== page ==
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Proc Natl Acad Sci U S A. 2010 Dec 7;107(49):21087-92. doi: 10.1073/pnas.1011242107. Epub 2010 Nov 17.

Role for a somatically diversified lectin in resistance of an invertebrate to parasite infection.

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Center for Evolutionary and Theoretical Immunology, Department of Biology, University of New Mexico, Albuquerque, NM 87131, USA.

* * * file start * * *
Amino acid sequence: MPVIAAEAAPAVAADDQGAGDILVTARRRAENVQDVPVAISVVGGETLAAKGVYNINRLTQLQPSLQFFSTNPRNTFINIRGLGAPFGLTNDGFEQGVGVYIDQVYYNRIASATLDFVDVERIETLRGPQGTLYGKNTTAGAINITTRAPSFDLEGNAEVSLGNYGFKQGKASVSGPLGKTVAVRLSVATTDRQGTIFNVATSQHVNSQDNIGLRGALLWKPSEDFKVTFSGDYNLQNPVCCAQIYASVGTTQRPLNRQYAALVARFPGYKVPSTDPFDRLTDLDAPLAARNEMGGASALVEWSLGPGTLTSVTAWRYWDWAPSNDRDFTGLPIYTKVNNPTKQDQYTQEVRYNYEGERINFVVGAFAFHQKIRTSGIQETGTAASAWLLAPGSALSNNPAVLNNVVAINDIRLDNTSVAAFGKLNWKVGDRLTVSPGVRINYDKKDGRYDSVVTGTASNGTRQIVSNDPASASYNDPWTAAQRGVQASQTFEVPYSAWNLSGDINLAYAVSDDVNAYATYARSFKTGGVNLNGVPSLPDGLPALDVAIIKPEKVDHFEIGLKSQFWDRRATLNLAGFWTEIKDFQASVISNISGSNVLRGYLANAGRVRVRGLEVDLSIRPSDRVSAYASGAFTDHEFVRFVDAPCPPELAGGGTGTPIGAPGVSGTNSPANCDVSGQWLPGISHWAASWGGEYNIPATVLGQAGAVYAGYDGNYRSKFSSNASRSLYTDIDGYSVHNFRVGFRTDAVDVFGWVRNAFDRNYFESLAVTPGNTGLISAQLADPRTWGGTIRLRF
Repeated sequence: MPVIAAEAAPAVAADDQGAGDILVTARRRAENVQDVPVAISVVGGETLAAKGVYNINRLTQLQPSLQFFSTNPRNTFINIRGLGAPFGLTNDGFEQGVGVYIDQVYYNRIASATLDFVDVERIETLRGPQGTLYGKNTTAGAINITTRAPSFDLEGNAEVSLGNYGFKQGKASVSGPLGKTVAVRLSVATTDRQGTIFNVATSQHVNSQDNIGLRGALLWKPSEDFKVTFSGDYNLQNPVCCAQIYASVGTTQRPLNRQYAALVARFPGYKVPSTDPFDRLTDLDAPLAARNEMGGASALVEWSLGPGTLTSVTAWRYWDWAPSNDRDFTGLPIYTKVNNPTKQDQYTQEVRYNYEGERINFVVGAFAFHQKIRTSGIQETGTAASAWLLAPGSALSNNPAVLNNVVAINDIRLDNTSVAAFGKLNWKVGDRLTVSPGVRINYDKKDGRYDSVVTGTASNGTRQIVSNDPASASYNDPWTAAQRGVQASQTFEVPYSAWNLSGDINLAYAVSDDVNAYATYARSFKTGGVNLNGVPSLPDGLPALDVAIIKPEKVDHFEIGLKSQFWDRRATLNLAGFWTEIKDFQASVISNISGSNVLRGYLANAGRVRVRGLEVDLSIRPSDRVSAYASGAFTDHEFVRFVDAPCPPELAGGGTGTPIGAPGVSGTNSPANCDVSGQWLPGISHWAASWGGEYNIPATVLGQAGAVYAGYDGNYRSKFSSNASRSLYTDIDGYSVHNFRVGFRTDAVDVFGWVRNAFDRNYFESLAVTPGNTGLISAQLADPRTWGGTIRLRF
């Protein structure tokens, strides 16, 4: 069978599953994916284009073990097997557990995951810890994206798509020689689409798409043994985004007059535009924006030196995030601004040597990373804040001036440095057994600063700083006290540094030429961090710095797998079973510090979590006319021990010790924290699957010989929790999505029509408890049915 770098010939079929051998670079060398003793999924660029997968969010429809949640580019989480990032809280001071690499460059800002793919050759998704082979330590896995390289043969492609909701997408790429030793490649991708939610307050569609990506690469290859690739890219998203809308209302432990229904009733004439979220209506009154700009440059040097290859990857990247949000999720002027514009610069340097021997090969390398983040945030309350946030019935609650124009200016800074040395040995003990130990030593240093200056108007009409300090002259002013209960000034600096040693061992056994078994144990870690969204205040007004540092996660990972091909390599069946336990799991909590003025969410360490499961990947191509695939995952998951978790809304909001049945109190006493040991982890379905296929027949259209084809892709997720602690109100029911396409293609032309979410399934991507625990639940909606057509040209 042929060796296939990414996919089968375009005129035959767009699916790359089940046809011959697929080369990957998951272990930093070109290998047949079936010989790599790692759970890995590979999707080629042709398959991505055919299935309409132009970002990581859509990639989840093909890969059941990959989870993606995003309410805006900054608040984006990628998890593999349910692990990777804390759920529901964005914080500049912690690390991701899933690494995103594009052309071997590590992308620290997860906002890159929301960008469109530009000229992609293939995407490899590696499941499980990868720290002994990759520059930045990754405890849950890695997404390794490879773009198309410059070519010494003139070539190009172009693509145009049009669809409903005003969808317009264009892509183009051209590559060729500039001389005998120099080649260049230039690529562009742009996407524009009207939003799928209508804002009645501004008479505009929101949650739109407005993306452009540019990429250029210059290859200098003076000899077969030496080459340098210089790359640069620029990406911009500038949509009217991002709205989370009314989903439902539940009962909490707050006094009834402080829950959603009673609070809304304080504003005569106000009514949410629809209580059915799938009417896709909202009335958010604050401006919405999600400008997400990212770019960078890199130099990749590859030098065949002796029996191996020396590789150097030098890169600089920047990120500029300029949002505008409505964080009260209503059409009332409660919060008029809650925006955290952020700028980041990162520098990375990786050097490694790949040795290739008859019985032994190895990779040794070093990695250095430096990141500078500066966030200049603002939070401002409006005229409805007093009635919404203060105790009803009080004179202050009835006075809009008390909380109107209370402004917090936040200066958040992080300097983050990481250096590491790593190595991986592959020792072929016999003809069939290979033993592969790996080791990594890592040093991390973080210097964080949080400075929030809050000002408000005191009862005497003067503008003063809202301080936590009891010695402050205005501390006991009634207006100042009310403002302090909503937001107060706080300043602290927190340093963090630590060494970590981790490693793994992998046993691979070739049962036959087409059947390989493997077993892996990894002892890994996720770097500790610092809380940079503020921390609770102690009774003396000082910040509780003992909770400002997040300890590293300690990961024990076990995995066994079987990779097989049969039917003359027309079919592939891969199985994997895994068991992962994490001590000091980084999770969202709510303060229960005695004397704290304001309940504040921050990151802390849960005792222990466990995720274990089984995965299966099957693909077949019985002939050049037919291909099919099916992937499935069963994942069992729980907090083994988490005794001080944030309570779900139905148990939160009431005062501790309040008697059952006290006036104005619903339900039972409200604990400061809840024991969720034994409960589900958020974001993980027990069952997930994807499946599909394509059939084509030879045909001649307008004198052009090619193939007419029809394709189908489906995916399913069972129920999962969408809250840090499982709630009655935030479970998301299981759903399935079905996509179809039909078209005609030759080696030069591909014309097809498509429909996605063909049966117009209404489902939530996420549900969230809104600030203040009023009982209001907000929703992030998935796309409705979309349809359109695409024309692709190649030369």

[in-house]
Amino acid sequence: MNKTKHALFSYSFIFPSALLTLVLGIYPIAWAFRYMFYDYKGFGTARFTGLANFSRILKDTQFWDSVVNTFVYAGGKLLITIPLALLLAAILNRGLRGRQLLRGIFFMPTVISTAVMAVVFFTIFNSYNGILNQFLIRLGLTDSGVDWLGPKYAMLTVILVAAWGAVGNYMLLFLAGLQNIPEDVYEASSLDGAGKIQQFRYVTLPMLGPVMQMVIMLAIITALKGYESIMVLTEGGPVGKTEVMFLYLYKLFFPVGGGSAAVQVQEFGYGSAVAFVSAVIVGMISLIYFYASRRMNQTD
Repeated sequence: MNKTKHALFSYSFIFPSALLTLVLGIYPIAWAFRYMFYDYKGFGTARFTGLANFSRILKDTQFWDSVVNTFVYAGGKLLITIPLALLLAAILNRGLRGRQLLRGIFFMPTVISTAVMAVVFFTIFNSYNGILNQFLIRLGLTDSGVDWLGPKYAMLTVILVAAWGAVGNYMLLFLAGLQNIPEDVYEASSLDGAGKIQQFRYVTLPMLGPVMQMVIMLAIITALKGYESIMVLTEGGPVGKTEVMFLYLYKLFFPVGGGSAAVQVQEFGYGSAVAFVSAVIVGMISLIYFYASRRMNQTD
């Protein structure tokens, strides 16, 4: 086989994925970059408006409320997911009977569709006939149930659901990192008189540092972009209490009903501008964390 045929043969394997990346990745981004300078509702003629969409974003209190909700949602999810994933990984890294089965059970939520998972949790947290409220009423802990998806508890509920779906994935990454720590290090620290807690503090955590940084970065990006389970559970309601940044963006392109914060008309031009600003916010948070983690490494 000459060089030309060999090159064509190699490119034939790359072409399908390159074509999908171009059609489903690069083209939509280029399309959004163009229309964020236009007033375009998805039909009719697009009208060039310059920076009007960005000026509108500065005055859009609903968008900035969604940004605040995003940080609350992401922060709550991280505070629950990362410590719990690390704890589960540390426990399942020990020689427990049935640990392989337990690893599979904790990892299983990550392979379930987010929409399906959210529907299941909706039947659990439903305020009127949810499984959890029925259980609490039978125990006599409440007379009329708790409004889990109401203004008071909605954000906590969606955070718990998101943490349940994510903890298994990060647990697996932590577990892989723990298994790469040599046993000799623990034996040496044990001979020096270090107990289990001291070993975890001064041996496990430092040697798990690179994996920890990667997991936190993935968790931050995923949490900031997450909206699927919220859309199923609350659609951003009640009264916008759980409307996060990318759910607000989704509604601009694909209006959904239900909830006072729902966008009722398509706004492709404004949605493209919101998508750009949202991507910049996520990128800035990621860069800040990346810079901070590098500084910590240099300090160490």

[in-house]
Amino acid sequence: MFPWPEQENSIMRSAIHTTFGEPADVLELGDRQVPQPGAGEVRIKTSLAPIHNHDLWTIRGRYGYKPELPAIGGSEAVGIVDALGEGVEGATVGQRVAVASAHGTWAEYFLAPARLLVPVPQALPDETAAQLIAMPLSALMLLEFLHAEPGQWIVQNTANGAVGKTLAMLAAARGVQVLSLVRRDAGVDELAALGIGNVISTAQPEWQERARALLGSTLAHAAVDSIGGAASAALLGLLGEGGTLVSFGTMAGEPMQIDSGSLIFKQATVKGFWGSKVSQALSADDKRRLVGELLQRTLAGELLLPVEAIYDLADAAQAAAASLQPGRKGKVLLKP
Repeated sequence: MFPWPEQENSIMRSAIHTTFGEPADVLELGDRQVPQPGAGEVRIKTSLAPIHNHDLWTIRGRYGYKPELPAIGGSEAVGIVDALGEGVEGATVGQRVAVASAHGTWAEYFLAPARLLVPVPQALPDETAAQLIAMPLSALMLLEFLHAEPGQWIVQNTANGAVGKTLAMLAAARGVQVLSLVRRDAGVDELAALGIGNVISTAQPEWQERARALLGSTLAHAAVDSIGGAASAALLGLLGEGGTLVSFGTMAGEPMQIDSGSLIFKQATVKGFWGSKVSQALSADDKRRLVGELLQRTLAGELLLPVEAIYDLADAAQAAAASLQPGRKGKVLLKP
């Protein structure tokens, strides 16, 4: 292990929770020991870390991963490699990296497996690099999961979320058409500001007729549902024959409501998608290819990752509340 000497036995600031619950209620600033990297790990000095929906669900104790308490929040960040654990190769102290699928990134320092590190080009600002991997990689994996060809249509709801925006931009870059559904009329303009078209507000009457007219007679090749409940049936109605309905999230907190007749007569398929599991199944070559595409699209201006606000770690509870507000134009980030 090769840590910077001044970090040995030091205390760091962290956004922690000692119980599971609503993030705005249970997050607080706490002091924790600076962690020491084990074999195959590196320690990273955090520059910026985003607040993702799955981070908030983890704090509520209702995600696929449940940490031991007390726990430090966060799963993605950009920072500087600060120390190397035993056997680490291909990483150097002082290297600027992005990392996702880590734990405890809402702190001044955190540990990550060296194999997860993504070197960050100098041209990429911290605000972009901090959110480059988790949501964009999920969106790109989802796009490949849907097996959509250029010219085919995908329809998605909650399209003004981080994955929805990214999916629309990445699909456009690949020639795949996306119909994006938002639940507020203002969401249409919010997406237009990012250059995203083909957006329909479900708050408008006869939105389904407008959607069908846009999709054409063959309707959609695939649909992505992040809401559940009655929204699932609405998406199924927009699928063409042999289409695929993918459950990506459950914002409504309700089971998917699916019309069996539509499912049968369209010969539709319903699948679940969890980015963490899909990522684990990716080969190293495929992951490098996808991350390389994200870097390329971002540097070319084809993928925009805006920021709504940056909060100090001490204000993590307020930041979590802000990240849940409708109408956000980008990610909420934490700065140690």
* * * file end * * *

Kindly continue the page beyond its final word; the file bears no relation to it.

Invertebrates lack adaptive immune systems homologous to those of vertebrates, yet it is becoming increasingly clear that they can produce diversified antigen recognition molecules. We have previously noted that the snail Biomphalaria glabrata produces a secreted lectin, fibrinogen-related protein 3 (FREP3), unusual among invertebrate defense molecules because it is somatically diversified by gene conversion and point mutation. Here we implicate FREP3 in playing a central role in resistance to a major group of snail pathogens, digenetic trematodes. FREP3 is up-regulated in three models of resistance of B. glabrata to infection with Schistosoma mansoni or Echinostoma paraensei, and functions as an opsonin favoring phagocytosis by hemocytes. Knock-down of FREP3 in resistant snails using siRNA-mediated interference resulted in increased susceptibility to E. paraensei, providing a direct link between a gastropod immune molecule and resistance to trematodes. FREP3 up-regulation is also associated with heightened responsiveness following priming with attenuated digenetic trematodes (acquired resistance) in this model invertebrate immune system.

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